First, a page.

Many cities are jumping on the LGBT bandwagon, targeting gay and lesbian tourists to try and tap into a $64 billion market
You’d expect it from Boston, Provincetown, Key West and Palm Springs, to name a few gay hot spots. But who would have ever thought that Bloomington, Ind., or Minneapolis, Minn. would get into the act?
What’s the act? Marketing to gay and lesbian tourists. With the U.S. LGBT travel and tourism market worth $65 billion a year, even middle America wants to get into the act.
The folks at the Tempe, Ariz., Convention and Visitors Bureau have been marketing to the community for the past three years. Phoenix is getting ready to launch a campaign it has developed with the Greater Phoenix Gay and Lesbian Chamber of Commerce, and Dallas has its LGBT tourism campaign in high gear, despite opposition from some more conservative quarters in the city.
Many of the cities jumping on the LGBT tourism bandwagon may be taking their cues from Philadelphia, which proved itself the City of Brotherly Love with not just a gay-friendly, but a gay-positive marketing campaign.
Entitled “Get Your History Straight and Your Nightlife Gay,” the marketing campaign is estimated to have brought millions of dollars to Philly’s local economy. According to the research department of the Greater Philadelphia Tourism Marketing Corporation (GPTMC), we spend more money than our straight counterparts $233 per overnight visit compared to their “general” overnighters, who only spend $101.
GPTMC spent $1 million of taxpayer and hotel tax money placing ads in LGBT publications and Web sites to lure us to Philly. Clearly, it worked, but not everyone’s happy about it.
State Rep. Daryl Metcalfe, a Republican, wants the funding to stop. In a memo to his colleagues he wrote, “We should not ask constituents to fund behavior that is against their religious and moral beliefs.”
Well, if we all could only pick and choose where and how our tax dollars are used, we might not be in Iraq, there might be a cure for HIV and all LGBT centers across the country would receive federal funding.
Unfortunately, we don’t choose. That’s something we leave up to our elected officials. Perhaps some things will change for the better given the new Congress.
Rep. Metcalfe threatened to wage a budget battle during the 2006 legislative session. The session ended with the campaign’s funding intact.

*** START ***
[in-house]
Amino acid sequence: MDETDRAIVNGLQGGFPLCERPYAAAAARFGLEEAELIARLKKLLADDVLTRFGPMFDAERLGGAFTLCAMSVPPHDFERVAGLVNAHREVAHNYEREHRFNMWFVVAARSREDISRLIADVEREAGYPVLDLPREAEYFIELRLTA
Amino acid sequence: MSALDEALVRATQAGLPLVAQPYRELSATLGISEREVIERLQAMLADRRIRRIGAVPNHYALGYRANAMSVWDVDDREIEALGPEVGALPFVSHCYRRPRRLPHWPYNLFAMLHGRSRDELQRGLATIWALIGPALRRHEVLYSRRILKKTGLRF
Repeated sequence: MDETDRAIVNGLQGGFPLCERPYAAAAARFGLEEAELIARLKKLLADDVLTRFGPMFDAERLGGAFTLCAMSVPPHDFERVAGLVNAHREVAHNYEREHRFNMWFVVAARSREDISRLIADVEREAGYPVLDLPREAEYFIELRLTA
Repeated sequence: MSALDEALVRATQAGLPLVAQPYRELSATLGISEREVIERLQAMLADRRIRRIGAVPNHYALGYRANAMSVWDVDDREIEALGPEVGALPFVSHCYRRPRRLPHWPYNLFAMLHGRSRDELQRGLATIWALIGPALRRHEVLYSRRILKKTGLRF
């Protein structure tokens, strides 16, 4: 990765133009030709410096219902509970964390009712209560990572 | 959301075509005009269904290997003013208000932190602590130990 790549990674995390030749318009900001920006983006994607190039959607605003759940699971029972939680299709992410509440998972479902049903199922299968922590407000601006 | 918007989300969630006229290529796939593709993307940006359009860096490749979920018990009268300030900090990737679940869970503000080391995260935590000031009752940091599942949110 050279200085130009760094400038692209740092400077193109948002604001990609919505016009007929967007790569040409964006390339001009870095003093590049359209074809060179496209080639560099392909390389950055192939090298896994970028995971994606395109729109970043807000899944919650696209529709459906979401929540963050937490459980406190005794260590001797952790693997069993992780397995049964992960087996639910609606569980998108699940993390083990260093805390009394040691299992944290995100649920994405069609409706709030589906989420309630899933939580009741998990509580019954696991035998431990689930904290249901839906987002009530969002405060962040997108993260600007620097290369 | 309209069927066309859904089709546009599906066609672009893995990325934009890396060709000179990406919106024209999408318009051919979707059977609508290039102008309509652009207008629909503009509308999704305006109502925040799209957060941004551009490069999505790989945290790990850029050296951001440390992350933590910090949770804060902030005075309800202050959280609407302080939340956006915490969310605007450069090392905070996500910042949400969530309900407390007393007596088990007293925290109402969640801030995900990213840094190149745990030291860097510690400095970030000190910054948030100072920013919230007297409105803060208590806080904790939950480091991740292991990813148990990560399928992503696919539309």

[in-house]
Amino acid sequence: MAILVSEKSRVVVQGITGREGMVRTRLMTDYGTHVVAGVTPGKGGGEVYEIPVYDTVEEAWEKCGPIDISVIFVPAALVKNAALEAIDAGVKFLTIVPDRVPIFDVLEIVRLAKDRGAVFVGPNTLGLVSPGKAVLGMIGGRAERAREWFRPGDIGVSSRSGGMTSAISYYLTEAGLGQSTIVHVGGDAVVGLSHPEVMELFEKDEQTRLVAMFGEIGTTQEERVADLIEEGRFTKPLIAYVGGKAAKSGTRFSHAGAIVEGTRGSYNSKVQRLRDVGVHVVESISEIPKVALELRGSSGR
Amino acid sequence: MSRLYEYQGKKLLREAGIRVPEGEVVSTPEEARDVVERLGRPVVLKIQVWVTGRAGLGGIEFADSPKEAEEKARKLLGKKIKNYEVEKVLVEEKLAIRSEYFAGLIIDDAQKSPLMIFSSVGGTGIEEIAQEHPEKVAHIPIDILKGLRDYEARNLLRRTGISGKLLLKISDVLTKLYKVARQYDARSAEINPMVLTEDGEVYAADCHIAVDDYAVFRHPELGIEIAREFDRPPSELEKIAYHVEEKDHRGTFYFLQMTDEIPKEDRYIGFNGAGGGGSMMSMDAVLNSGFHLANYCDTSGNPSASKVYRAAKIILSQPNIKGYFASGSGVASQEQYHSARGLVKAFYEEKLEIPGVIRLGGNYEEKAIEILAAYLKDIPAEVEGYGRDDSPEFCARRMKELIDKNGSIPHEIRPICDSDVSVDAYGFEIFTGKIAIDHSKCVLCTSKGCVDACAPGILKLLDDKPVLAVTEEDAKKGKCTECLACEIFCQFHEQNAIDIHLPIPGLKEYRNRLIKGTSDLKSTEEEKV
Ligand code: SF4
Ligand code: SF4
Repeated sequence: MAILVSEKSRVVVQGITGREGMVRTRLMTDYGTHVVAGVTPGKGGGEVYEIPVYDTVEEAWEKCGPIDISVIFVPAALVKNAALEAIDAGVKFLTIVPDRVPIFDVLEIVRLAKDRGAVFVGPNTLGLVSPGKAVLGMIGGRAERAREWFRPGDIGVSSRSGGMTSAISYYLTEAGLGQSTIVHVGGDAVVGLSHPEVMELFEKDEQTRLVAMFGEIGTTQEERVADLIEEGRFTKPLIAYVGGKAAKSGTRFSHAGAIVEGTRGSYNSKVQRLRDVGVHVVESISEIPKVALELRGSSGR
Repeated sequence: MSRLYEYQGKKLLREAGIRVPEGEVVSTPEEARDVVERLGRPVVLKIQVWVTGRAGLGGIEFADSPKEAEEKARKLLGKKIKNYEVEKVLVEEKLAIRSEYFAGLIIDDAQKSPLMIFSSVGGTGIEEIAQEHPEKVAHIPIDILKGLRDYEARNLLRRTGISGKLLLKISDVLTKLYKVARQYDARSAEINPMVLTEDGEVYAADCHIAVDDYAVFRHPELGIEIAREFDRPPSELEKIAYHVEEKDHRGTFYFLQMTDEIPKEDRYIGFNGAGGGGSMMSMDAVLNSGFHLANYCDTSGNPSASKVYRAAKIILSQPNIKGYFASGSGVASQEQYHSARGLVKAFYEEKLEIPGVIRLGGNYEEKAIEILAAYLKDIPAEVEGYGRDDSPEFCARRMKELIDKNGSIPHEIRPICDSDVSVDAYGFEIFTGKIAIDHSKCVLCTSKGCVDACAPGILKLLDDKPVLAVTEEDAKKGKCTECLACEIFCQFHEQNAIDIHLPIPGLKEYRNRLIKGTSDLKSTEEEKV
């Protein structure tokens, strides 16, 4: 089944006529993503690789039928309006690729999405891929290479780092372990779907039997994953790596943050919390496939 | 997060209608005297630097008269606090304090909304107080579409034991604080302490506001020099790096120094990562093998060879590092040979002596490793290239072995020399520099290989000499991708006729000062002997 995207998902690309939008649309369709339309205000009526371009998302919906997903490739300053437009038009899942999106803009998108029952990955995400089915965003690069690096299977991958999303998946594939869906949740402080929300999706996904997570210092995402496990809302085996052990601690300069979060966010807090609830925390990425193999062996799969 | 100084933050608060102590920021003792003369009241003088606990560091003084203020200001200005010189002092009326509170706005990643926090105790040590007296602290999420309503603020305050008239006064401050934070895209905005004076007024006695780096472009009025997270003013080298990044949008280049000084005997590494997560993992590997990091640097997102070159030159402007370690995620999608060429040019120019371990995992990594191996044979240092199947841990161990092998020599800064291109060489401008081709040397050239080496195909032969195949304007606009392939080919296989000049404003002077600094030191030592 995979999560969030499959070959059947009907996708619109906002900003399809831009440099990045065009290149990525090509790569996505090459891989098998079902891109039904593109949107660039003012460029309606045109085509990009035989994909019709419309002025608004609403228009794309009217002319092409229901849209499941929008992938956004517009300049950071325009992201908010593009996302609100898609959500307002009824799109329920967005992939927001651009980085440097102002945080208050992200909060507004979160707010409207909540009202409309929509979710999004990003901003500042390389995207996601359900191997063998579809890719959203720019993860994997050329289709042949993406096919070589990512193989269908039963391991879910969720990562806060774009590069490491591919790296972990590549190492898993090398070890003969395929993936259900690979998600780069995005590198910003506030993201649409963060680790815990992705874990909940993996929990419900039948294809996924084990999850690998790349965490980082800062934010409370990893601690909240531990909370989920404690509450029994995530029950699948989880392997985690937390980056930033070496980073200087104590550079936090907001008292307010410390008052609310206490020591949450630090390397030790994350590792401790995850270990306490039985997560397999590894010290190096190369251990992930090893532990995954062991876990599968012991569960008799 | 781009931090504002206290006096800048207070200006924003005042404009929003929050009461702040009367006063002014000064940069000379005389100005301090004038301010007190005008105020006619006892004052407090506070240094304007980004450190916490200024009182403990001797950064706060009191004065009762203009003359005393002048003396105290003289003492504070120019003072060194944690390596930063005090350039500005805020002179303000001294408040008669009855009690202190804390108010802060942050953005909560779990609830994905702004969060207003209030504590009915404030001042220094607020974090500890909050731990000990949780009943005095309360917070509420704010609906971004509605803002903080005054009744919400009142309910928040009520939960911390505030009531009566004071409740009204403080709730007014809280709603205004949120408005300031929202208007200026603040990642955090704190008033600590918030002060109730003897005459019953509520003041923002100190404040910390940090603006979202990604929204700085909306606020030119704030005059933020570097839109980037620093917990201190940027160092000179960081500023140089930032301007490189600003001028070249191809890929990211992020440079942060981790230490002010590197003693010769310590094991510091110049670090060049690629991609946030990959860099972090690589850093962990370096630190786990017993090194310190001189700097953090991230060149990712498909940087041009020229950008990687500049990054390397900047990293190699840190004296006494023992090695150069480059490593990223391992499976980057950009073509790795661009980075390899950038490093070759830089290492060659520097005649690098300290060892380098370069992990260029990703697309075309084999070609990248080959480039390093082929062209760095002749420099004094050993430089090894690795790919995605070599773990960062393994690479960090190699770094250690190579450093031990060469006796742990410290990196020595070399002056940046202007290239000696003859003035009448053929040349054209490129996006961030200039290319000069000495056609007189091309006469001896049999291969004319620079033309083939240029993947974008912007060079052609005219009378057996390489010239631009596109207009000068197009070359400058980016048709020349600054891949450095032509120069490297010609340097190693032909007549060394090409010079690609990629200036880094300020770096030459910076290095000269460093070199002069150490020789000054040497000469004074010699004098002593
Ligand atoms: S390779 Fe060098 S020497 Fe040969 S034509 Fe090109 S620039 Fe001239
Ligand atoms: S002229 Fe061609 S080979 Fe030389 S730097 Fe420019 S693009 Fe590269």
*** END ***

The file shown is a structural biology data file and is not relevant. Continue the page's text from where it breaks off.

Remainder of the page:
While Metcalfe’s diatribes didn’t gain any traction in Pennsylvania whose voters also tossed out Republican U.S. Sen. Rick Santorum last year there is fear in some cities across the country that anti-LGBT rhetoric and political action could hurt their local economies.
Wisconsin’s tourism industry one of the state’s biggest businesses is concerned about a boycott, because the state that brought us Sen. Joseph McCarthy also brought us a constitutional amendment to ban same-sex marriage.
In August, before the vote, Doug Neilson, president of Visit Milwaukee, said that anything that discourages gays from visiting the state is a “concern.” And concerned he should be.
U.S. foreign and domestic policies may very well impact LGBT travel to this country from abroad. A recent survey by Community Marketing, a consulting firm that specializes in LGBT tourism, found that 68 percent of gays and lesbians from outside the country said the Iraq war and the gay marriage bans were a deterrent to traveling here.
The same-sex marriage debate is also causing LGBT Canadians to think twice before crossing the border. With Canadians comprising the largest segment of foreign travelers to this country, our state-sanctioned homophobia is costing us foreign travel dollars.
It may also be costing us domestic tourism income, too, since 74 percent of U.S. lesbians and gay men polled by Community Marketing say they are more apt to visit a foreign country with a progressive political profile than to travel within our 50 states.
For those of us who do stay stateside, a recent LGBT travel study conducted by the Travel Industry Association, Harris Interactive and Witeck-Combs found that 48 percent of gay men and 47 percent of lesbians consider whether a destination within the U.S. is “gay-friendly” when making their travel decisions.
The study also found that the most important criterion is going to a destination that supports diversity and LGBT civil rights, and where visitors will be free from harassment.
However, gay men are more likely to cite gay nightlife as an important factor in travel, whereas lesbians are much more concerned with personal safety, wanting a place “where I can hold my partner’s hand in public.”
“Gay-friendliness is frequently mentioned as a litmus test for how LGBT travelers and consumers favor destinations, travel brands, and services,” said Bob Witeck at the National Press Club event that unveiled the study. “We find they are not looking for special treatment, but instead, expecting consideration and equal respect given all customers.”
Witeck’s right we don’t want special treatment. Just like straight people, we want to be marketed to, to feel safe and be respected. If more cities across the country go with the program regarding LGBT travel, they would not only see how green the rainbow flag can be, but also see what wonderful people we really are.
Libby Post is a political commentator on public radio, on the Web and in print.
This article appeared in the Dallas Voice print edition, January 5, 2007.
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